Who among us hasn’t, at least once, taken leave of our senses and fallen in love with a wholly unsuitable, entirely wrong-for-us person?
Why We Broke Up, the first young adult novel by Daniel Handler (aka Lemony Snicket, author of the Series of Unfortunate Events books), is a deceptively simple story about a pair of ill-suited lovers who meet cute, fall hard, and end badly. Min is an aspiring filmmaker. Ed is a popular basketball star. When they meet at a “Bitter 16 Party,” it kicks off a 38-day whirlwind romance that ends with Min about to deposit a letter and a cardboard box on Ed’s front porch.
The book is Min’s letter, the box, and its contents, relics of Min and Ed’s brief, but intense relationship: things like a comb, a pair of earrings, a movie ticket, a pennant, bottle caps, a toy truck, an egg cuber.
Object by object, Min rehashes the highs and lows of their relationship, and explains in heart-rending detail why she and Ed broke up. It’s an ideal vantage point for the book, and a great conceit upon which to hang it. The breakup wounds are still fresh, but Min has had enough time to realize some hard truths about her relationship with Ed. She’s angry, she’s sad, she’s over Ed, and yet, she still remembers exactly what it felt like to be in love with him.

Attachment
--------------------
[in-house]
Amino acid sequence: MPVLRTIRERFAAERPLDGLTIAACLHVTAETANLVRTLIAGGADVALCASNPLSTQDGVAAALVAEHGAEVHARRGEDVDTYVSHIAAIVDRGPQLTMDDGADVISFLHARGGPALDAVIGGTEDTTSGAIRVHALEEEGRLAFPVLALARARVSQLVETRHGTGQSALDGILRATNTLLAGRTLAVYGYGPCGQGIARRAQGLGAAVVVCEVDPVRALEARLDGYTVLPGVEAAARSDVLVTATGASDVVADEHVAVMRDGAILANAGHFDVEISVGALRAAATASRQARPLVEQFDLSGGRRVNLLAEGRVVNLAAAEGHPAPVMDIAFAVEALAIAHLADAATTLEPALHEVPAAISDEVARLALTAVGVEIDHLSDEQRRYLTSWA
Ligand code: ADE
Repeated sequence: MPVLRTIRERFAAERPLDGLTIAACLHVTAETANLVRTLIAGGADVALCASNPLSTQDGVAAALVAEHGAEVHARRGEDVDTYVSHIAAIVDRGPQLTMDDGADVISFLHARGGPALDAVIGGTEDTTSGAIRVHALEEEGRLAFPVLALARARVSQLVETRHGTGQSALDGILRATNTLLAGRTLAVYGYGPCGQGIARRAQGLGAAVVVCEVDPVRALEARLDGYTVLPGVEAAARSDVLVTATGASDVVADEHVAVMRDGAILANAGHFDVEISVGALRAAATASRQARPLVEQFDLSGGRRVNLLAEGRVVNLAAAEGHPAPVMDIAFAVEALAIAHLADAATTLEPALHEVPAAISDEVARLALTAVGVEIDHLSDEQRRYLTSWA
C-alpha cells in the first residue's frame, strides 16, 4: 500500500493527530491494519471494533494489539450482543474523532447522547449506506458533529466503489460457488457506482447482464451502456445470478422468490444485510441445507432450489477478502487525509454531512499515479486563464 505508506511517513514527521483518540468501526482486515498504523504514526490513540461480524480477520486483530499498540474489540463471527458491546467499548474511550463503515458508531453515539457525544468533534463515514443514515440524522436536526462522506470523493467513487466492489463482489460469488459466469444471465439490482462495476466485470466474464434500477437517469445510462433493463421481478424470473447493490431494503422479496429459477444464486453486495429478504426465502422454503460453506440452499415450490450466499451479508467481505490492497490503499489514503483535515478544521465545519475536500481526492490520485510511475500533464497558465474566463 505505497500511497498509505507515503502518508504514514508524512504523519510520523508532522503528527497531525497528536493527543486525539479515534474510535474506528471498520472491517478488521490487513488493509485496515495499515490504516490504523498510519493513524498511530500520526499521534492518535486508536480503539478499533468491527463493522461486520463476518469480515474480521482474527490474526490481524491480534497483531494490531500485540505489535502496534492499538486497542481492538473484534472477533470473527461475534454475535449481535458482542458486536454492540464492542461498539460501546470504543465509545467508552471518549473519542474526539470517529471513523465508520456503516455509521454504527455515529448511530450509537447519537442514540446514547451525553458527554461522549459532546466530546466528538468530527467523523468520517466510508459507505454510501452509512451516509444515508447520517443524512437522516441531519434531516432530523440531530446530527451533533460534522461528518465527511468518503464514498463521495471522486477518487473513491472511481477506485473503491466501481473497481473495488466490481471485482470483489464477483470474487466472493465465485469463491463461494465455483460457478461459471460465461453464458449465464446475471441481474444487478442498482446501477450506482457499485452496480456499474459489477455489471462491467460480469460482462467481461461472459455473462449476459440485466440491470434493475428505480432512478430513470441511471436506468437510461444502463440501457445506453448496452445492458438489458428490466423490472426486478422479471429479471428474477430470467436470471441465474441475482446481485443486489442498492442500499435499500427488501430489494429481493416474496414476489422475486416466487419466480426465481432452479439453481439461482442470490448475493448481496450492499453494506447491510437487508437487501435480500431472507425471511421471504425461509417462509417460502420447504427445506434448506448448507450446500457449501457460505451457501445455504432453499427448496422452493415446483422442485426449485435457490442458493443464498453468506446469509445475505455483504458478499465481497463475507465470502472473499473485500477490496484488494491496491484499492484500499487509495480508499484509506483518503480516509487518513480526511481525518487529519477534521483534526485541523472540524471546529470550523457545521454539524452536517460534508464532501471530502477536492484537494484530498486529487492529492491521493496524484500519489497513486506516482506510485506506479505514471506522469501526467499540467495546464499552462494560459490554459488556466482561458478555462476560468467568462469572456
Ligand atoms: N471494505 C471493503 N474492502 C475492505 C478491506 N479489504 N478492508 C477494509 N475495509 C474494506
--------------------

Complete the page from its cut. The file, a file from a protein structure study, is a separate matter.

Handler does a fine job of creating a relatable character who’s both vulnerable and self-aware. And on top of that, Min’s just delightful. She’s funny, sharp, and has impeccable taste - her pop culture favorites include a canon of classic films and jazz combos, none of which exist outside of Daniel Handler’s imagination.
Also impeccable are the book’s illustrations by Maira Kalman, one for each object Min dumps on Ed’s porch. Kalman’s paintings convey the whimsy and magic of ordinary things accorded extraordinary significance, and are a beautiful compliment to the story.
The story is an old one, but Why We Broke Up is no garden variety teen romance. One of the reasons the book seems so fresh is that Handler understands the ways that every broken heart is the same, and every broken heart is painfully, specifically, subatomically unique. If you’ve ever suffered one yourself (especially if it happened in high school), you’re sure to find something you recognize here.